Leaving the library (To Russia with love?) by Hadley Suter

She’s good but she’s not a nihilist,
I said,
leaving the library with Zhenya,
where I’d just introduced her to Yana—
one Russian to another.
Implied here,
which Zhenya understood:
Because You! and Because Russia!
implied also:
so what do I want with her,
this assimilated non-nihilist—
implied but not obvious, right,
or so I hoped,
because then the question took over
of whether through the
nineteenth-century walls of free knowledge and public literacy
she’d heard me, Yana,
call her, to Zhenya:
not a nihilist.
And if she had—
but had she?—
what would that mean
for our ‘newly blossoming friendship’
as she’d called it in
an early text, that had seemed to point to a Q:
aurait-elle de l’esprit ?
I tried the old
‘put myself in her shoes’
and once there,
hated me.
Not a nihilist—how dare!
Not a nihilist—I’ll show you…

Then Zhenya, the voice of reason:
she didn’t hear, but
should she have heard, well,
she’s not a nihilist, hence
would not be offended by
being called
not a nihilist.

Ah, but it’s in the tone—
couldn’t you hear that scorn?
ô Zhen, ô fellow hateful muse:
why am I so superior?
why am I the worst person alive?
you understand this; I thought all Russians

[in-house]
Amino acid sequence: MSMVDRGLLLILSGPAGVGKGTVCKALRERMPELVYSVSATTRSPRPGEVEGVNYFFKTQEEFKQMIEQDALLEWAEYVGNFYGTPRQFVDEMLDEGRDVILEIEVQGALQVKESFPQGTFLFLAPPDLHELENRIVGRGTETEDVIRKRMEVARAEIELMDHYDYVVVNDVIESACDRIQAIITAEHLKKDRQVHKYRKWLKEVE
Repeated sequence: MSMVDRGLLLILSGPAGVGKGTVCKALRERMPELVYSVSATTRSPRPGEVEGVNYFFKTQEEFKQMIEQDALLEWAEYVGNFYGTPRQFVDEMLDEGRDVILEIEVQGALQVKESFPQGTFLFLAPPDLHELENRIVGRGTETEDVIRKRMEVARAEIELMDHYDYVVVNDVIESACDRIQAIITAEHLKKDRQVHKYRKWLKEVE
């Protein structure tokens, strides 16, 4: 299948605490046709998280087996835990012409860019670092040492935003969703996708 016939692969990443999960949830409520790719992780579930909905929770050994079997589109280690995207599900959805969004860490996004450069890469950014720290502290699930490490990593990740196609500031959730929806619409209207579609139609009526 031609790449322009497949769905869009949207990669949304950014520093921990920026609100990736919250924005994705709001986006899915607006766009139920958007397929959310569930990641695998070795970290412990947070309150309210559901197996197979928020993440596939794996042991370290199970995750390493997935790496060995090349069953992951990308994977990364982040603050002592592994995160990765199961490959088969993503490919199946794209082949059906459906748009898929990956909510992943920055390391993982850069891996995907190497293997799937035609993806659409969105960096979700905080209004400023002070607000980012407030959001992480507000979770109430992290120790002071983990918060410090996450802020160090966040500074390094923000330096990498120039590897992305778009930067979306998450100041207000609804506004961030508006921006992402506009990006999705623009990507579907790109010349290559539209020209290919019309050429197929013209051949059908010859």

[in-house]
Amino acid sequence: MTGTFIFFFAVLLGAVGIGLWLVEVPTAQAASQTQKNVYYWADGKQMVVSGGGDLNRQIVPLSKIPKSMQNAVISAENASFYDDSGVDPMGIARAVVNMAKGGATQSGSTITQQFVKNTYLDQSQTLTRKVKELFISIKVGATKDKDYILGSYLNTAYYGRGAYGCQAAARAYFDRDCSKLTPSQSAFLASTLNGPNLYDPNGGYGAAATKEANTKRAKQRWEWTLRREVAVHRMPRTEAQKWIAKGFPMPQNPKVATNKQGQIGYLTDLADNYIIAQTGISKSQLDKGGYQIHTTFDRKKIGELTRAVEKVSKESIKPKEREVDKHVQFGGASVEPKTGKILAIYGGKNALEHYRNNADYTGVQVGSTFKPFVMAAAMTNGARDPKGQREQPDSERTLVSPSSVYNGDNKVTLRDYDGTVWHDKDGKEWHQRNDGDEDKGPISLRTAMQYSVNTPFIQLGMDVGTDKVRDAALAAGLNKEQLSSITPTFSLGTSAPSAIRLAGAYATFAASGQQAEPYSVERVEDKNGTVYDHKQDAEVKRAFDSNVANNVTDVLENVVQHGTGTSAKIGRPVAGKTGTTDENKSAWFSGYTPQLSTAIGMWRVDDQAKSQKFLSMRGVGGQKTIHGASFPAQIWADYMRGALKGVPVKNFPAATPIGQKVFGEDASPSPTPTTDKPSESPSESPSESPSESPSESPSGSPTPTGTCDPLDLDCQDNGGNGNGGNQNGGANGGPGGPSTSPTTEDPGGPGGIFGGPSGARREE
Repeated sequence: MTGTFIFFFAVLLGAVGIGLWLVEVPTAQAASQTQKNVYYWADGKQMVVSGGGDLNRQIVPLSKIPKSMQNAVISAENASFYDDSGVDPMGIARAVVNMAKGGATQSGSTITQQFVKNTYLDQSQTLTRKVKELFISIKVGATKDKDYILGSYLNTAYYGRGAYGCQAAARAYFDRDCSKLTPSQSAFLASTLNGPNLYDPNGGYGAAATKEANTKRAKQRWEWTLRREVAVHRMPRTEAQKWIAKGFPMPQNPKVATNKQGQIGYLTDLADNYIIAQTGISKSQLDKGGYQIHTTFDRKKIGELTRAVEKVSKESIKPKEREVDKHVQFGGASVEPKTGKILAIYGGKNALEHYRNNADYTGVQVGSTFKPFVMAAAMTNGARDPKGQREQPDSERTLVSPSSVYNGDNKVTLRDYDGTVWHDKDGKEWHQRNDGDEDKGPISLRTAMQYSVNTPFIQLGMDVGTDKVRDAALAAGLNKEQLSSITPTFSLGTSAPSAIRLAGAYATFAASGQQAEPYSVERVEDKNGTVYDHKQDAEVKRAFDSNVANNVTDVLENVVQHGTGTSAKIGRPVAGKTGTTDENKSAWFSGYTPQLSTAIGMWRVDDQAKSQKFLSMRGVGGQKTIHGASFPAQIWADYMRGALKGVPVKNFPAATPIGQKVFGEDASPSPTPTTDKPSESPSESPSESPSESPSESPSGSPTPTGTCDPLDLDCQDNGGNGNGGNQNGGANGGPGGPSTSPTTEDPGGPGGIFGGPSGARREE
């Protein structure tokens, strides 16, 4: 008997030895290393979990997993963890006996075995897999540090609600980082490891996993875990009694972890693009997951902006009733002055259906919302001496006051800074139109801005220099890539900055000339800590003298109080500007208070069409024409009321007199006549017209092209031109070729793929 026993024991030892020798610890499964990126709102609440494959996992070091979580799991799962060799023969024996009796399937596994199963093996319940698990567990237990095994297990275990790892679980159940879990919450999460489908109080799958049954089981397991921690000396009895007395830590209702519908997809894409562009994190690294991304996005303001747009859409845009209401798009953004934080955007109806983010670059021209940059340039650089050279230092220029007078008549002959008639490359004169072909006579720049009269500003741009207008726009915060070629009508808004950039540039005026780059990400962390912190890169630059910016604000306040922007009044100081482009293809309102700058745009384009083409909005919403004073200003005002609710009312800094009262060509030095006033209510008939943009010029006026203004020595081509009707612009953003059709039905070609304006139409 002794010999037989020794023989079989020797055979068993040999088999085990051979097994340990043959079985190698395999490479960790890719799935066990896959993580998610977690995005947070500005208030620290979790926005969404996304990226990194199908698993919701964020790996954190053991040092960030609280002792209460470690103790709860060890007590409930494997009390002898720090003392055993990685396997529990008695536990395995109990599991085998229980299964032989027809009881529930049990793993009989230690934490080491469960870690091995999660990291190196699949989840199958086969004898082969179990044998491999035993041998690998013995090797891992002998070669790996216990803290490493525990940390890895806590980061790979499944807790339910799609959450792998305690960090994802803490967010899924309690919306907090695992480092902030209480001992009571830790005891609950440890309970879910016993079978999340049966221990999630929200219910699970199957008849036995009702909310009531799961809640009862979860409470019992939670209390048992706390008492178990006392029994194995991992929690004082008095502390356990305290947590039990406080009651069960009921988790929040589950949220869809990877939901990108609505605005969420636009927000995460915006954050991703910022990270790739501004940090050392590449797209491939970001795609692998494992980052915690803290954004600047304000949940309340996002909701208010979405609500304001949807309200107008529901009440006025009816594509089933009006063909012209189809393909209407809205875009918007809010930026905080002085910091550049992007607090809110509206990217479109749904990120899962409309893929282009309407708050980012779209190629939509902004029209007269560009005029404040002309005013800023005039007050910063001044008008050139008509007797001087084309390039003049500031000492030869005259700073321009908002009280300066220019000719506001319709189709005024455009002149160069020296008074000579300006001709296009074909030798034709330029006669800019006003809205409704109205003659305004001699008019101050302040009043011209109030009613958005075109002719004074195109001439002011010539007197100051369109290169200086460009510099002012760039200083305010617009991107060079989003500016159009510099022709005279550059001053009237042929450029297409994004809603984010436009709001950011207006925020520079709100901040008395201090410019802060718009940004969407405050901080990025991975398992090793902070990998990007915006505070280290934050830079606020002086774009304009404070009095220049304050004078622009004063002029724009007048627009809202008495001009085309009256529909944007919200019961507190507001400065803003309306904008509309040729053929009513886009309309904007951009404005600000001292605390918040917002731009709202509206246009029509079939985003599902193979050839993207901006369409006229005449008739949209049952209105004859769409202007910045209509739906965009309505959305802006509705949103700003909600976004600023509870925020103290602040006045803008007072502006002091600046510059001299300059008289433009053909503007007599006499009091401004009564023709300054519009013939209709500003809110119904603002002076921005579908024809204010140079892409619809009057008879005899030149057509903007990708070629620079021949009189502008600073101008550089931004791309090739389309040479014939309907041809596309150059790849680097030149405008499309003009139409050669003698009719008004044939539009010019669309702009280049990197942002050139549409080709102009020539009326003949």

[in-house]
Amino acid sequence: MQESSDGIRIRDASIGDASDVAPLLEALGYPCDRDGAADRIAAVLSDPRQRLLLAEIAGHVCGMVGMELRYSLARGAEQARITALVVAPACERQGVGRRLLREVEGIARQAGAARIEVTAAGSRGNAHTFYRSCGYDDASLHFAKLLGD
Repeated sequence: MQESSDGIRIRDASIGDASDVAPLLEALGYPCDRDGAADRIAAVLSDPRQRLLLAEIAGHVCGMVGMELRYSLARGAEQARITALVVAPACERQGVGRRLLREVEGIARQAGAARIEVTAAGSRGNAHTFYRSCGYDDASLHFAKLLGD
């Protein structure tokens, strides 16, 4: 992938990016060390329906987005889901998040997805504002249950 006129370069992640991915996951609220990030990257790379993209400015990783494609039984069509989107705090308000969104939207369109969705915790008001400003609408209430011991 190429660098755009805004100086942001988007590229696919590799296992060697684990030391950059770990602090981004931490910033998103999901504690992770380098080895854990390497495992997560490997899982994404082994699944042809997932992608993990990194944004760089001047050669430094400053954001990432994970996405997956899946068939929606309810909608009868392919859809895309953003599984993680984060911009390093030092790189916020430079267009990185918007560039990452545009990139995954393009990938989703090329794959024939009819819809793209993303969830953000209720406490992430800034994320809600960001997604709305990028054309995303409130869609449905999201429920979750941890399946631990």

understood this!
Zhenya with her nose in demons that week,
a later text.
La femme de la nature et de la vérité—c’est moi ;
that’s me, shedding friends faster
or exactly as fast as it takes to say
not a nihilist.

Out of this certainty that she’d heard
I got all quiet,
I retreated, taking notes, underground
with Zhenya who was leaving in a few days
back to Venice, that village, that sunshine.
See—Zhenya: a nihilist!
Ah well, lost Yana;
there’s always Anya.
Then Zhenya had a falling out
with Nastya
the day she and Yasha left town.

In ballet class with the teacher who hated me,
my name was the only one
she wouldn’t Russify—
chika-chika-boom! it didn’t flow:
too Anglo, plus no profess’ed love.
I was under the impression all of you were nihilists.
I was so sure we’d be close.

Hadley Suter is a novelist and poet living in Jersey City.